By Marisa Lagos | The San Francisco Chronicle —
Redwood trees line the road to Log Cabin Ranch, a 640-acre property in the woods of La Honda that’s home to snakes, deer, turkeys, hawks and up to 24 of San Francisco’s most troubled youths.
There are no fences, no locks and no handcuffs here, although it is a criminal lockup. In some ways, the ranch seems like summer camp. The young men who call it home go to school together, work, garden and eat together – and undergo intensive group counseling together.
They also help hold each other to the facility’s high standards. Some are allowed to go home on weekends; this year, four young men actually chose to stay on longer than the courts mandated in order to finish their high school diplomas. The ranch, about an hour south of San Francisco in San Mateo County, is what many advocates for youth hope the future of juvenile corrections will look like in California. While none of the youths here have committed murder, they all have a “significant delinquent history,” according to San Francisco’s Chief Juvenile Probation Officer Bill Sifferman, and some have convictions for such violent crimes as assault or robbery.
As the state incarcerates fewer and fewer juveniles, after a decade of criticism, legal battles and skyrocketing costs, many counties are looking for alternatives to traditional juvenile halls. Those systems, experts say, have never been proven to improve the lives of youths nor the safety of communities, and many studies in recent years have concluded that they actually leave juveniles worse off than when they came in.
Camps and community-based programs that rely on group formats and help youths develop new skills and address personal challenges fare much better when it comes to reducing recidivism, studies show.
“These aren’t highfalutin (programs) with a lot of psychobabble,” said Sue Burrell, a staff attorney with the Youth Law Center in San Francisco, one of the firms that assisted in a 2000 suit over the conditions in state-run facilities. “They really just help the kids to see the community and their families in context and really take a look at what’s been happening in their lives, and realize they have choices.”
These days, only about 1,000 of the most violent California offenders are detained in state facilities run by the Division of Juvenile Justice, down from a high of 10,000 a decade ago. Most youths convicted of a crime these days remain the responsibility of counties, including the 14 young men convicted in San Francisco who call Log Cabin Ranch home.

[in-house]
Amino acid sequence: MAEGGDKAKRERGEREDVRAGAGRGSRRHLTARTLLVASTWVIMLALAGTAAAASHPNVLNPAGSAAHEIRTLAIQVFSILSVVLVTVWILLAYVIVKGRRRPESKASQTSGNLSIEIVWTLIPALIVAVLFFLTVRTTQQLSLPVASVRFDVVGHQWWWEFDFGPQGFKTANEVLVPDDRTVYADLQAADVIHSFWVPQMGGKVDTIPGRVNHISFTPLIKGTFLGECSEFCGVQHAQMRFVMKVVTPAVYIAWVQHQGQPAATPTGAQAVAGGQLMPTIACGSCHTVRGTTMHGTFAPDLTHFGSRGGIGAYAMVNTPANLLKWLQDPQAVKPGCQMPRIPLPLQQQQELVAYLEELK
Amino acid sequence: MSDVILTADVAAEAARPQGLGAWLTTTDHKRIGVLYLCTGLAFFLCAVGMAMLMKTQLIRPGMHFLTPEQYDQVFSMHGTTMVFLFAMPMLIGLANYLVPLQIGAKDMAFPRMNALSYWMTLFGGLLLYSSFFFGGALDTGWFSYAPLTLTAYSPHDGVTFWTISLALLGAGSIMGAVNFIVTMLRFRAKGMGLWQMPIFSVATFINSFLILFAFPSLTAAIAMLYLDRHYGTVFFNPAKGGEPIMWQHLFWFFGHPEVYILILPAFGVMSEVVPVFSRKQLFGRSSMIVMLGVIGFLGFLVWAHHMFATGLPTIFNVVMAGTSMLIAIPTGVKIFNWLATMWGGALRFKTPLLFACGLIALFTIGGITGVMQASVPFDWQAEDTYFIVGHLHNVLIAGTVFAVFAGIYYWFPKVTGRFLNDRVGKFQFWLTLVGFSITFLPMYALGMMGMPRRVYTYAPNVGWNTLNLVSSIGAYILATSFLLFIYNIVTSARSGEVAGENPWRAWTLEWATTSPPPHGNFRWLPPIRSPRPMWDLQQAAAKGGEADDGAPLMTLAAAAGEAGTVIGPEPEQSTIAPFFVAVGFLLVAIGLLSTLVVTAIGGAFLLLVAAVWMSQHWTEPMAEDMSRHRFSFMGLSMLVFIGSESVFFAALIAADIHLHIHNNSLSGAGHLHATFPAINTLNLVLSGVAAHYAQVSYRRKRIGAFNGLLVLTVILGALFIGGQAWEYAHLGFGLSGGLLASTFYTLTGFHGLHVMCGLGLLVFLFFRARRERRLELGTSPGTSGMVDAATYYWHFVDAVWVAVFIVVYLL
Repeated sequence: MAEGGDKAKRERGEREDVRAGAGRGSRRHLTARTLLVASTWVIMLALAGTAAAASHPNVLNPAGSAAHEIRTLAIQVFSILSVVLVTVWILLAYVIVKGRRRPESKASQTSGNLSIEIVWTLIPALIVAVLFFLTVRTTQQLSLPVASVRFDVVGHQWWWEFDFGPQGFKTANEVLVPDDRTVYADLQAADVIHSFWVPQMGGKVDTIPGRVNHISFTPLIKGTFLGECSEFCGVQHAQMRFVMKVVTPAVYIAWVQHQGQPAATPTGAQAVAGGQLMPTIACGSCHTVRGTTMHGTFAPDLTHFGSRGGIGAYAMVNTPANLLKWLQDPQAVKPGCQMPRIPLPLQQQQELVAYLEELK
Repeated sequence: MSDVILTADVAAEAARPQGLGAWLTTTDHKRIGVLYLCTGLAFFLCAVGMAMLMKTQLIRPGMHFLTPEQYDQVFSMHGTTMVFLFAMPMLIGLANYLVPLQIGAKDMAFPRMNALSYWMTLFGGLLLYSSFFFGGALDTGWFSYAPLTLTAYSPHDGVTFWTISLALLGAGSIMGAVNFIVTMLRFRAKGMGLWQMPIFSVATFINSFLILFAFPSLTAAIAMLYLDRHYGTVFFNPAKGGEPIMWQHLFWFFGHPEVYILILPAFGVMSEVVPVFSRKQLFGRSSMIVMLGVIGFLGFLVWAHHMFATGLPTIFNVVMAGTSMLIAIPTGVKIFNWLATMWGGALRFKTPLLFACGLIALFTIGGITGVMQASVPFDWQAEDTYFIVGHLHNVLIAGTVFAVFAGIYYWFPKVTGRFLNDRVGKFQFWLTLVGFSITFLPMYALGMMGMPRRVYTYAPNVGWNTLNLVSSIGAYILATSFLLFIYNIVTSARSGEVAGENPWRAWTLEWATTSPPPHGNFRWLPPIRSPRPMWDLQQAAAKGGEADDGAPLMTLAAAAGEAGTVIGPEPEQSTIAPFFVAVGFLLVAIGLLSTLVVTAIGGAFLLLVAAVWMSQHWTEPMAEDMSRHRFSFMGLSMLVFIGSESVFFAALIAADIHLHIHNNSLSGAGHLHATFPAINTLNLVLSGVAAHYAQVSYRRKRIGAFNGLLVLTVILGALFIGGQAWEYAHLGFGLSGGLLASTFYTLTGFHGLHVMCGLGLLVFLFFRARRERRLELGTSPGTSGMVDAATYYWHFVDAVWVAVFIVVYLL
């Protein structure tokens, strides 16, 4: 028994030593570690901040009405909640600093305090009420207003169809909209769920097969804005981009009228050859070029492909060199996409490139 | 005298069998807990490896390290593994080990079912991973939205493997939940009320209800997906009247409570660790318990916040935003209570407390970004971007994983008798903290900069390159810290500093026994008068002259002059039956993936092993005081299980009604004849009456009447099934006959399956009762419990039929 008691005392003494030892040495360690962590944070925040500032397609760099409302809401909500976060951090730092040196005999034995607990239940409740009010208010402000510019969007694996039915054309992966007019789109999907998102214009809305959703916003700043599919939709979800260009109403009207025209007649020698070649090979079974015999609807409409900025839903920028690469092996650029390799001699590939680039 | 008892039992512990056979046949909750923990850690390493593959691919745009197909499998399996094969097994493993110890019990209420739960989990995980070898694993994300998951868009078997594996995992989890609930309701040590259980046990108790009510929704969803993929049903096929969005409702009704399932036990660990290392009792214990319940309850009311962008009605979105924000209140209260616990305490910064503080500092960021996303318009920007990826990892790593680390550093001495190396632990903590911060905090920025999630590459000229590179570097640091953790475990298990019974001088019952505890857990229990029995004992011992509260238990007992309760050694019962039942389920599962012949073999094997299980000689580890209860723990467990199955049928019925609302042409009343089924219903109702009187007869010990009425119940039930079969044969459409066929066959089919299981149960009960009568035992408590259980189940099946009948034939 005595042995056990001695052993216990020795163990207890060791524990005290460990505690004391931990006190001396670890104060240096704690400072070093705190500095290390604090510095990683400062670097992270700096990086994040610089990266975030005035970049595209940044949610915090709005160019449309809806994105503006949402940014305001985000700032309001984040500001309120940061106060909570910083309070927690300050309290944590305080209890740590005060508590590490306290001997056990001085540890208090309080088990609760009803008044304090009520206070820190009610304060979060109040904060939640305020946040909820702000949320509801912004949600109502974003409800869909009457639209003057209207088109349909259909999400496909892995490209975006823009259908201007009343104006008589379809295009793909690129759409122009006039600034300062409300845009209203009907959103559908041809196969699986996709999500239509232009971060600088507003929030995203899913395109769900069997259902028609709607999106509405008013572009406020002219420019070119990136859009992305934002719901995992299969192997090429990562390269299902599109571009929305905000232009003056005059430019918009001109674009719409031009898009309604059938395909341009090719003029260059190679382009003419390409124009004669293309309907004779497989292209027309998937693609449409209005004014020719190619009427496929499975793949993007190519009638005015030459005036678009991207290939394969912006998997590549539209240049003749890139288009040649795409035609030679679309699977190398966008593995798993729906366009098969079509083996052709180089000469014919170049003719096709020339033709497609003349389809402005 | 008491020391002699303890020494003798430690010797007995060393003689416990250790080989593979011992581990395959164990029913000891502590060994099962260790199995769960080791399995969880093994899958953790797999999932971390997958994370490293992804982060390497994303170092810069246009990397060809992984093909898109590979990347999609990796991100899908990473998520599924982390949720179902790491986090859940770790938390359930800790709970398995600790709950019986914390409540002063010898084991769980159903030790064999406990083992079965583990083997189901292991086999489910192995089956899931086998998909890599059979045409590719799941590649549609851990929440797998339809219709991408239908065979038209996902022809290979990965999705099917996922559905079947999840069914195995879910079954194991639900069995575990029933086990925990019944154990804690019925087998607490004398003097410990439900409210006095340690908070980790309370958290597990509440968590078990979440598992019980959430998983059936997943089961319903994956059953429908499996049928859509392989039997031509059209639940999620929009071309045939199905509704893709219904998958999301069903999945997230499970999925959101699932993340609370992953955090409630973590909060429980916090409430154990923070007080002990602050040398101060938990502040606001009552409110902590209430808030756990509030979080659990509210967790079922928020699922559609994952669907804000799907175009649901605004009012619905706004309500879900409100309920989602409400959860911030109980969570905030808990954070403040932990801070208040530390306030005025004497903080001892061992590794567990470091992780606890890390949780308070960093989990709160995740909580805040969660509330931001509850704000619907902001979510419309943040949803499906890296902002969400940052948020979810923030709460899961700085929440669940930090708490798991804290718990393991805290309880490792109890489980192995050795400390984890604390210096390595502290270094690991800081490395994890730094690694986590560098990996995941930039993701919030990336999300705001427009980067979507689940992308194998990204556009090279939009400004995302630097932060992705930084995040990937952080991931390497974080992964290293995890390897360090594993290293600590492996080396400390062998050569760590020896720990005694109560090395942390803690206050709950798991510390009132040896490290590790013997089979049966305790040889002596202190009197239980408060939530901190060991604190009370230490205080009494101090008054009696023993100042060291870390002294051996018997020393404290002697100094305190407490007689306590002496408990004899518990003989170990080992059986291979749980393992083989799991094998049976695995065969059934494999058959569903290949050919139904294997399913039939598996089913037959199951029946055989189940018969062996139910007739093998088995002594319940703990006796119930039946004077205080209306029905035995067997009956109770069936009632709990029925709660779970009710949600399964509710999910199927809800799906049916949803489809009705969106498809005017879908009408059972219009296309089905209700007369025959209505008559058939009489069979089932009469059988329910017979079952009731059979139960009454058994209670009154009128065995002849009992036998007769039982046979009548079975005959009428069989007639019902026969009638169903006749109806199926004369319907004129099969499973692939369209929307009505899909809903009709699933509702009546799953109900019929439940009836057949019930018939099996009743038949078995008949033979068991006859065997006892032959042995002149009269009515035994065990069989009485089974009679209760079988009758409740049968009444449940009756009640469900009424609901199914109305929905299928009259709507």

San Francisco isn’t the only county embracing the camp model. Santa Clara has a highly praised similar facility, and Los Angeles, which accounts for about one-third of the juvenile offenders in the state, is in the process of creating one.
The teenagers sleep in Ikea beds surrounded by calendars and posters instead of military-like barracks. Their dorms are lined with carpet, and they have books on their nightstands. On the other side of the room from the sleeping quarters is a circle of chairs and couches where the youths engage in twice-a-day “check-in” sessions and talk about their mental state; at night, after school and after work, they have group therapy.
Outside groups visit several times a week to teach them how to garden and do construction work on the facility. And on weekends, families are shuttled in on Muni buses; in some cases, youths can earn the privilege of going home for a night or two a week.
Sifferman said the county sees much better outcomes among the participants at Log Cabin Ranch than those at Juvenile Hall – in part because a key component of the program is including parents in the treatment.
San Francisco’s camp costs $3 million a year to maintain, or about $125,000 each for 24 youths a year, and offenders usually stay for eight to 12 months. San Francisco’s Juvenile Hall, by contrast, can hold up to 150 offenders but usually has between 65 and 75 at a time and costs $11.5 million a year to maintain, for a range of $76,000 to $152,000 per person annually.
Supporters say the programs save money, however, by reducing long-term correctional spending on both the juvenile and adult side.
Not everyone is convinced that this is the best model. Adam Gelb, director of the Pew Center on the States’ Public Safety Performance Project, said community-based alternatives – where juvenile offenders still live at home but participate in intensive local programs – have been better proven to reduce costs and drastically improve outcomes. He pointed to Ohio, where counties are incentivized to create these local programs with state grants and have seen incarceration rates, costs and recidivism all decline.
Juvenile justice experts in California said a mix of camps and local programs would work best in this state. Burrell, the youth attorney, said it shouldn’t be hard to further reduce the state system, given that only 11 percent of the juvenile population was convicted of murder.
Some youths at Log Cabin Ranch said they have benefited greatly because they were removed from the neighborhoods where they got in trouble. Davante, an 18-year-old, said he was not ready to be at home after his first release; he violated a term of his probation and was returned to the ranch.
“I’m ready for a change now,” he said.
Marisa Lagos is a San Francisco Chronicle staff writer. E-mail: firstname.lastname@example.org